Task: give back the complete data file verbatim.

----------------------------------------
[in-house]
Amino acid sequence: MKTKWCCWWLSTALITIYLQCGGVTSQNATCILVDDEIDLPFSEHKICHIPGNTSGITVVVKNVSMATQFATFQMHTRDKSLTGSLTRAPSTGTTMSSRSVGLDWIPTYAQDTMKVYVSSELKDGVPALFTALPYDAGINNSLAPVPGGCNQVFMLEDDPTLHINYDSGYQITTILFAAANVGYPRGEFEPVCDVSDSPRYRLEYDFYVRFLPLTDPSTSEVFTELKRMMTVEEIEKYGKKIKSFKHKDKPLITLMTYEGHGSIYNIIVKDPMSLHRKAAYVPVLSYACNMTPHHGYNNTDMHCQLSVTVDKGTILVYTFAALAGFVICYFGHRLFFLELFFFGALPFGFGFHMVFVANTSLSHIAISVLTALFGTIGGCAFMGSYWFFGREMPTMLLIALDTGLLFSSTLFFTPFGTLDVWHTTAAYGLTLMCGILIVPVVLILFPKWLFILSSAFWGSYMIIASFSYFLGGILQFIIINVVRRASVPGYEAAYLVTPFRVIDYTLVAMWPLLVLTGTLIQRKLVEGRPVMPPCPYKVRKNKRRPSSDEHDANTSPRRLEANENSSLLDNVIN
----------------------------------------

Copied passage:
[in-house]
Amino acid sequence: MKTKWCCWWLSTALITIYLQCGGVTSQNATCILVDDEIDLPFSEHKICHIPGNTSGITVVVKNVSMATQFATFQMHTRDKSLTGSLTRAPSTGTTMSSRSVGLDWIPTYAQDTMKVYVSSELKDGVPALFTALPYDAGINNSLAPVPGGCNQVFMLEDDPTLHINYDSGYQITTILFAAANVGYPRGEFEPVCDVSDSPRYRLEYDFYVRFLPLTDPSTSEVFTELKRMMTVEEIEKYGKKIKSFKHKDKPLITLMTYEGHGSIYNIIVKDPMSLHRKAAYVPVLSYACNMTPHHGYNNTDMHCQLSVTVDKGTILVYTFAALAGFVICYFGHRLFFLELFFFGALPFGFGFHMVFVANTSLSHIAISVLTALFGTIGGCAFMGSYWFFGREMPTMLLIALDTGLLFSSTLFFTPFGTLDVWHTTAAYGLTLMCGILIVPVVLILFPKWLFILSSAFWGSYMIIASFSYFLGGILQFIIINVVRRASVPGYEAAYLVTPFRVIDYTLVAMWPLLVLTGTLIQRKLVEGRPVMPPCPYKVRKNKRRPSSDEHDANTSPRRLEANENSSLLDNVIN